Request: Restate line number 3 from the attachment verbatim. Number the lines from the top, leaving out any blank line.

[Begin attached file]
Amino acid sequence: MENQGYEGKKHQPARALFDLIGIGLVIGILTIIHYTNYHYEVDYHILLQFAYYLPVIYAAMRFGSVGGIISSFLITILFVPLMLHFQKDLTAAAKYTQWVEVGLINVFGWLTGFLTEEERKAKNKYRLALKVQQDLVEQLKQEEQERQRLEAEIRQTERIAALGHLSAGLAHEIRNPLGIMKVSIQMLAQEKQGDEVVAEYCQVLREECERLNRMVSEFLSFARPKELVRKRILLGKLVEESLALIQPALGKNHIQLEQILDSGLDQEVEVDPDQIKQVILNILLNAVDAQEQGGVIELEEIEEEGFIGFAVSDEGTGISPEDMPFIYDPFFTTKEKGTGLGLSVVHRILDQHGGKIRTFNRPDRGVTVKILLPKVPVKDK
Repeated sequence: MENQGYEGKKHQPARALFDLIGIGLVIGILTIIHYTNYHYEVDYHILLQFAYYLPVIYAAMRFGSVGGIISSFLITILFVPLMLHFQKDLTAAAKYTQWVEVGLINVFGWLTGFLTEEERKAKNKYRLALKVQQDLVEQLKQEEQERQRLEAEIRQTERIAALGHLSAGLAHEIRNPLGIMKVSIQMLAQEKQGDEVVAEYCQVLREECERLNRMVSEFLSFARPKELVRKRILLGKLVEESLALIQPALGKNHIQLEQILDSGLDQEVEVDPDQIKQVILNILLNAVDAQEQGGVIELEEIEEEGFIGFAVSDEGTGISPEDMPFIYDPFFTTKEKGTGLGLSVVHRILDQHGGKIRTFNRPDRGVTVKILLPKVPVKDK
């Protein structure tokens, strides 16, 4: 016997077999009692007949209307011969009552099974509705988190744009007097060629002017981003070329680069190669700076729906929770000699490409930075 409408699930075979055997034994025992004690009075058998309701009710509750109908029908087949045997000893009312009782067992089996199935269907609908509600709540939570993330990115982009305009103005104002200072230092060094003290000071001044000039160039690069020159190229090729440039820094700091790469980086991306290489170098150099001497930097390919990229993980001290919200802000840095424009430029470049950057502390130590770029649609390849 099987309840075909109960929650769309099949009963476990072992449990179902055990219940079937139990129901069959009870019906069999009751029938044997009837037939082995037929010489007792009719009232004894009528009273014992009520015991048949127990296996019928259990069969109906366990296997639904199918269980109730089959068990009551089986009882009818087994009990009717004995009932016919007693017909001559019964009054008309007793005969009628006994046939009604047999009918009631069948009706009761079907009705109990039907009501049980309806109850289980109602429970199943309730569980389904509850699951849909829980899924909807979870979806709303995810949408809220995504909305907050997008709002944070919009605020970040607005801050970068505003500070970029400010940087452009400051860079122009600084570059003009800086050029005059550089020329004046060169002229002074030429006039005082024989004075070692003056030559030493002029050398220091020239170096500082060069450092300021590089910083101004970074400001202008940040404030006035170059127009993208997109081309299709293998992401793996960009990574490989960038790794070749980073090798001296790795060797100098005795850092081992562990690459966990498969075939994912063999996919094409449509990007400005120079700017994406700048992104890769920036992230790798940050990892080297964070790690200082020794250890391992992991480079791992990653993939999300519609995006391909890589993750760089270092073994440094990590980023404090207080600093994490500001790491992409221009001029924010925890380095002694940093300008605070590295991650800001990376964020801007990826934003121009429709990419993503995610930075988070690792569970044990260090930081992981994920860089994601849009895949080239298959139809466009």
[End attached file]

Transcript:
């Protein structure tokens, strides 16, 4: 016997077999009692007949209307011969009552099974509705988190744009007097060629002017981003070329680069190669700076729906929770000699490409930075 409408699930075979055997034994025992004690009075058998309701009710509750109908029908087949045997000893009312009782067992089996199935269907609908509600709540939570993330990115982009305009103005104002200072230092060094003290000071001044000039160039690069020159190229090729440039820094700091790469980086991306290489170098150099001497930097390919990229993980001290919200802000840095424009430029470049950057502390130590770029649609390849 099987309840075909109960929650769309099949009963476990072992449990179902055990219940079937139990129901069959009870019906069999009751029938044997009837037939082995037929010489007792009719009232004894009528009273014992009520015991048949127990296996019928259990069969109906366990296997639904199918269980109730089959068990009551089986009882009818087994009990009717004995009932016919007693017909001559019964009054008309007793005969009628006994046939009604047999009918009631069948009706009761079907009705109990039907009501049980309806109850289980109602429970199943309730569980389904509850699951849909829980899924909807979870979806709303995810949408809220995504909305907050997008709002944070919009605020970040607005801050970068505003500070970029400010940087452009400051860079122009600084570059003009800086050029005059550089020329004046060169002229002074030429006039005082024989004075070692003056030559030493002029050398220091020239170096500082060069450092300021590089910083101004970074400001202008940040404030006035170059127009993208997109081309299709293998992401793996960009990574490989960038790794070749980073090798001296790795060797100098005795850092081992562990690459966990498969075939994912063999996919094409449509990007400005120079700017994406700048992104890769920036992230790798940050990892080297964070790690200082020794250890391992992991480079791992990653993939999300519609995006391909890589993750760089270092073994440094990590980023404090207080600093994490500001790491992409221009001029924010925890380095002694940093300008605070590295991650800001990376964020801007990826934003121009429709990419993503995610930075988070690792569970044990260090930081992981994920860089994601849009895949080239298959139809466009």